Sonoma County unemployment rose slightly in March as job seekers jumped back into the labor pool, employment analysts said Friday.
"More people are looking for jobs, but they might not be finding them right away," said Linda Wong, a state labor market consultant.
The county's jobless rate in March was 9.5 percent, up from a revised 9.3 percent in February. Unemployment stood at 10.2 percent a year ago.
About 5,600 people have joined the county's labor force since January, but the number of those unemployed also is on the rise.
About 24,600 people were looking for work, compared to 23,700 in January.
"We are definitely seeing an increase in people re-entering the workforce who have been discouraged," said Karen Fies, who oversees the county's Job Link program in Santa Rosa. "With unemployment insurance running out, they are finding the need to come back and re-engage."
But hiring is still sluggish, especially for the long-term unemployed, she said. Job Link, which offers training and job-search assistance, is starting workshops and support groups for those out of work the longest.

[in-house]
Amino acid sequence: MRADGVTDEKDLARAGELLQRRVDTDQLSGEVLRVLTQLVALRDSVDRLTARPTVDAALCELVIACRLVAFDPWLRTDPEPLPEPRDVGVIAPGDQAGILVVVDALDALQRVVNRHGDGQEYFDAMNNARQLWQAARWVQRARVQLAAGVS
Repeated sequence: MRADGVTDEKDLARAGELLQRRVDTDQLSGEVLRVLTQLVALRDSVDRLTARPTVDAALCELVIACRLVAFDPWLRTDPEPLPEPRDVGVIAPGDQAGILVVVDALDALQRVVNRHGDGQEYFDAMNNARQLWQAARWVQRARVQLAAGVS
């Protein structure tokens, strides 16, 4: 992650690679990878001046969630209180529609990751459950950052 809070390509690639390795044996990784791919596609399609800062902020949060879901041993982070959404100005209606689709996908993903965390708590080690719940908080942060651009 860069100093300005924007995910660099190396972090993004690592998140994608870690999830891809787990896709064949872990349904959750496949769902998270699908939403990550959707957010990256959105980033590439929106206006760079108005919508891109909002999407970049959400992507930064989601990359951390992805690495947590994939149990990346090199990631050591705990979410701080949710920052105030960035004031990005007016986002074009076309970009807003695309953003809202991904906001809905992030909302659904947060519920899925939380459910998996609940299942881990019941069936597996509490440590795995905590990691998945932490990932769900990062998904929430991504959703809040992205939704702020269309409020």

"It's about looking for work and being supported as you do that," Fies said.
The county economy has lost about 700 jobs over the past year, with public employment taking the biggest hit. There were 3,400 fewer government jobs last month as local school districts and county departments tightened their belts.
Government employees are retiring and those job vacancies aren't being filled, said Robert Eyler, who heads the Center for Regional Economic Analysis at Sonoma State University. "That's a big driver," he said.
But the loss of government jobs was partially offset by gains in other sectors. Manufacturing added 1,200 positions during the past year, while business and professional services grew by 1,000 jobs.
Construction, tourism, health care and retail also posted gains.
California's jobless rate rose slightly to 11 percent in March, also because more people joined the labor force. Statewide unemployment was 10.9 percent in February and 11.9 percent a year ago.
More than 1.1 million people are receiving jobless benefits in California, while 664,000 have run out of benefits after reaching the 99-week maximum.
The U.S. jobless rate fell last month to 8.2 percent.
Other North Bay counties saw unemployment rise in March. Marin reported 7 percent, compared to 6.8 percent in February.
Napa's jobless rate was 9 percent, up from 8.9 percent in February.
Mendocino reported 11.5 percent in March, compared to 11.2 percent for the prior month. Lake's jobless rate was 16.8 percent, up from 16.5 percent in February.